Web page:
Lotus Racing had a difficult inception. Receiving their entry in September 2009, they had 5 months to design and build a Formula 1 car. Lead by Tony Fernandes, the boss of Air Asia, with the technical team headed by former Renault and Toyota Technical Director Mike Gascoyne, the team had a sound financial and technical base to start from.
Designing and building a car in around 5 months was a major achievement and the team had set the target to finish the best out of the three new teams that joined Formula 1 in 2010. The team showed their intention of competing in Formula 1 by signing proven race winners in Jarno Trulli and Heikki Kovalainen. The experience of the pair would be invaluable in developing the car through the season.
2010 was a difficult year for the team, the main reliability problems came in the form of hydraulics failures, with the team using Xtrac gearbox and hydraulics to go with their Cosworth engines. To ensure the team were able to make it to the grid, the car was a very conservative design. Improvements came through the season, but Lotus never had the pace to quite get onto the teams above them.
Involved in a battle with Virgin Racing, the team often came on top out of the new teams. Despite gaining no points in the season, a best finish of 12th for Kovalainen at the Japanese Grand Prix secured 10th place in the Constructors Championship ahead of Virgin Racing and the Hispania Racing Team. This allows them to secure prize money for this season which will put them on a stronger financial footing going into 2011.
For 2011, Lotus Racing becomes Team Lotus, having secured the rights to use the iconic name from David Hunt after their licensing agreement was terminated by Group Lotus mid way through the 2010 season. The legalities of this are complex, but what is important is that this team wants to push forward and work their way into the pack of established teams, regardless of what they are called.
In order to address the issues of last season and to increase the performance of the car, Team Lotus has signed a deal to use Renault engines for 2011. This will be accompanied by Red Bull Racing gearbox and hydraulic systems, ensuring that Team Lotus will be using a championship winning powertrain. To follow the packaging of the Red Bull, they will also switch to using a pullrod rear suspension layout; this would be the obvious choice considering that they are using the rear end of the Red Bull.
Team Lotus are quite bullish over their expectations for 2011. They expect to be pushing the midfield with a more aggressive car based on what they have learnt over 2010. Starting off on pace with the likes of Force India, Toro Rosso and Sauber would be a huge achievement, and as the season unfolds and as their pace increases with developments, scoring points could be a realistic target.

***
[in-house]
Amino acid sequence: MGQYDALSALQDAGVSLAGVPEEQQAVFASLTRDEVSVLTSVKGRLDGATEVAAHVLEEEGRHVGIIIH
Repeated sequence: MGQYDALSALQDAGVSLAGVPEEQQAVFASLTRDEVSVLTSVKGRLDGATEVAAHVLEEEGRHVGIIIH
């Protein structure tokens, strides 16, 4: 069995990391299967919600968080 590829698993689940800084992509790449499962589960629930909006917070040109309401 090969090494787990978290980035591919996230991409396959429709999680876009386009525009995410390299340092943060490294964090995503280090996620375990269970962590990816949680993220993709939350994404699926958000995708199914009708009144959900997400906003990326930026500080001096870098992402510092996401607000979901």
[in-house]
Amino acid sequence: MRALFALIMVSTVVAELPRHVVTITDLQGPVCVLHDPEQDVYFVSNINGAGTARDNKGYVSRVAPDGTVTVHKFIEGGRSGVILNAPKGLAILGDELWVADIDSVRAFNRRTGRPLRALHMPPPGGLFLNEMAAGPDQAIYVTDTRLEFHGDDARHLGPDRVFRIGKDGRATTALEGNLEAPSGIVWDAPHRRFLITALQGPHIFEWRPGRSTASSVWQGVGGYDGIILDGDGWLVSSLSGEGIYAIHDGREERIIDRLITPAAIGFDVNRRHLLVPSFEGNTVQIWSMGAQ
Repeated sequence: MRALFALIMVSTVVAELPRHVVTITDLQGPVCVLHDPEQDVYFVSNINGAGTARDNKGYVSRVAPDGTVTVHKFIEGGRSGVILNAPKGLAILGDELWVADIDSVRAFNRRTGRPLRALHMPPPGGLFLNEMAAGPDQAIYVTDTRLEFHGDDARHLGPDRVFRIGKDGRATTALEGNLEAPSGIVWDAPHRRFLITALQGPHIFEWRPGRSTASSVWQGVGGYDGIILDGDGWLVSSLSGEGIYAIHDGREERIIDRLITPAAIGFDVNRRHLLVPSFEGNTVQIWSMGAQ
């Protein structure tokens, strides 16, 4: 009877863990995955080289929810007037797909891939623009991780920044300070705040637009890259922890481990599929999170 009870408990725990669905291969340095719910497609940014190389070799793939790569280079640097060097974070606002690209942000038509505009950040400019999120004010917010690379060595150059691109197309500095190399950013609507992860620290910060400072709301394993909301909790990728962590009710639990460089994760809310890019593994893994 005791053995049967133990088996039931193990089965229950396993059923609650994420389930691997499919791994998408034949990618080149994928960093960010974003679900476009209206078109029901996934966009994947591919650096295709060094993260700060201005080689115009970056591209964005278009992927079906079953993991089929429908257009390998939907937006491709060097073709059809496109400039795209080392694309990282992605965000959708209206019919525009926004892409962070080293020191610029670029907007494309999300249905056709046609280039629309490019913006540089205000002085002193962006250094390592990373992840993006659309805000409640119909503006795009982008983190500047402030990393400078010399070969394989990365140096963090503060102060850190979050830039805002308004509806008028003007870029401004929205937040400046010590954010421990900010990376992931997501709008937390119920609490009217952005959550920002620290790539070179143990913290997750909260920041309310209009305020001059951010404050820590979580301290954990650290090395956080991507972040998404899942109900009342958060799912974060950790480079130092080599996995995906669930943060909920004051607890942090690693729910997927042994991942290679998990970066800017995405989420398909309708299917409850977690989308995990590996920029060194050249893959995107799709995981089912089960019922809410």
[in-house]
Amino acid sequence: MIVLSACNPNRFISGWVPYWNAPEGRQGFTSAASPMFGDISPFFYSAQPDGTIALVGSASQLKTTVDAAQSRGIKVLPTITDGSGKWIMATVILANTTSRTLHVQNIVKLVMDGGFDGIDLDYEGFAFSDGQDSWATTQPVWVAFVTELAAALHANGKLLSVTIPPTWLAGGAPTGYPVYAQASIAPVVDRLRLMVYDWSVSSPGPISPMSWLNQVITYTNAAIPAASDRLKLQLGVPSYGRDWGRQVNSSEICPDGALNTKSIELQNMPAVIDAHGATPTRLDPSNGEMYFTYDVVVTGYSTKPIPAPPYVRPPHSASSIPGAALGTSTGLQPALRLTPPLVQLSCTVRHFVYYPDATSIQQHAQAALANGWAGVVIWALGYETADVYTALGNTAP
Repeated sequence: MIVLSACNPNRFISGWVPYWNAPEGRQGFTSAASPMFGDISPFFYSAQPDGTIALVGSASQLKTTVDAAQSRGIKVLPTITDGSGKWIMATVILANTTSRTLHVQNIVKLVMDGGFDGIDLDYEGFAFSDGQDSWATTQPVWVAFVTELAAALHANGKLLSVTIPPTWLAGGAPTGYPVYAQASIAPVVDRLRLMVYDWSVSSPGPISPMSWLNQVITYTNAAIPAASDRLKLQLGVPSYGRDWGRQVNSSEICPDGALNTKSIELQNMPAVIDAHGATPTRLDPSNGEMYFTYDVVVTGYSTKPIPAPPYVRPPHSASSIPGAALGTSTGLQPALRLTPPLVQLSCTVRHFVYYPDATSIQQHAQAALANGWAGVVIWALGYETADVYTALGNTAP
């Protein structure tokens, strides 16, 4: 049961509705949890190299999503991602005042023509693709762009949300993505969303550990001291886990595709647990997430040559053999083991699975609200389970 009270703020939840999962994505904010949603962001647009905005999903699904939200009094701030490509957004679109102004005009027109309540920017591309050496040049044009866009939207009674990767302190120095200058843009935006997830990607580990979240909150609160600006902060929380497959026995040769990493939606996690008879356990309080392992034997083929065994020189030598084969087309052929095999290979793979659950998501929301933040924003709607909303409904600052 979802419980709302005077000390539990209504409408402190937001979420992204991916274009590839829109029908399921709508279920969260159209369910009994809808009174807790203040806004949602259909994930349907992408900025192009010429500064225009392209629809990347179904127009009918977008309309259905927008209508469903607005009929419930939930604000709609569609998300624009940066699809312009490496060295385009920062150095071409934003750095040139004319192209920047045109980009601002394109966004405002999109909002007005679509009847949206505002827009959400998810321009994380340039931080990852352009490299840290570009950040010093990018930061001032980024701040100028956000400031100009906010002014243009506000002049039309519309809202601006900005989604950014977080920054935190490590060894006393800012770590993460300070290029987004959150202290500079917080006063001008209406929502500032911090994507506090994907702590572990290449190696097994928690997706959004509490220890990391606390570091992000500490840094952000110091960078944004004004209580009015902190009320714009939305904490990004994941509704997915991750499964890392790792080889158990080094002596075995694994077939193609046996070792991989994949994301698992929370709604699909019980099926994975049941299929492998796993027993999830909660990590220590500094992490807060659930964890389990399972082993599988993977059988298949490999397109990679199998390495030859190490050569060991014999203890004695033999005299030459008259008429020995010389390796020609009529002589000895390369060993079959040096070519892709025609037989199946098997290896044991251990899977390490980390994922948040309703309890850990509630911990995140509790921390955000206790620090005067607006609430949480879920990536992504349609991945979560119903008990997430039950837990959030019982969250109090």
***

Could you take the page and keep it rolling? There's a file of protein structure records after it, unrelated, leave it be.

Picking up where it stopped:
Team Lotus must improve and reach the established teams; otherwise there would be cause for concern if they are left as far off the pace as in their first year. With a full year to develop their car and proven technology to try and prevent the reliability problems of 2010, Team Lotus has good cause for optimism.
The veteran Italian joined Lotus in 2010 to be reunited with Mike Gascoyne, who he worked with during their time together at Renault and Toyota. Jarno joining Lotus was a huge benefit to the small team as his experience and working relationship with Mike Gascoyne was beneficial in providing the team with credibility in their first year.
In a team struggling with pace with a brand new car, Trulli was unable to put his one lap pace to good use and was more often than not eliminated from Qualifying in the 1st session. Often ending up faster than the two other new teams was important for Trulli, but he was often not as fast as his team mate, who seemed to be able to be more aggressive when trying to post qualifying times.
Trulli will remain with Team Lotus in 2011, and would no doubt be buoyed by the expectations of running a car with a full year of design work behind it and with the efforts being taking to prevent the major reliability problems of 2010. Coming to the end of his career, Trulli knows that race wins are beyond him, but putting the foundations in place at Team Lotus and helping to score their first points would mark the Italians time at the team a success.
The Finn joined Lotus in 2010 after two years at McLaren where he was unable to match the speed of Lewis Hamilton. Going from a race winning car to a new team would have been a big change, but it was a situation that Heikki thrived in. Without the pressures of being in a big team, he seemed to be able to enjoy himself and enjoy his racing.
Difficulties came with the problems associated with a new team, lack of pace and a lack of reliability was the two big problems that were slowly being overcome as the season went on. In Qualifying Heikki would usually push to his maximum to try and get the better of his team mate and the other new teams. Watching him on a quick qualifying lap, it was clear he was trying to get the most out of the car.
Finishing 12th at the Japanese Grand Prix confirmed the teams 10th place in the Constructors Championship. A highlight of the season was Heikki turning fireman after his car erupted into flames during the closing stages of the Singapore Grand Prix, voted for by fans as the ‘Moment of the Year’ in an end of season poll.
Being in a more relaxed atmosphere seems to have been beneficial for Kovalainen, who seemed to enjoy being in battles with the two Virgin Racing cars. Hoping to push higher up the grid, Kovalainen will want a faster car to be able to score points and push the team into the midfield, in a team where he feels happy and at home, that will only be of benefit to Team Lotus.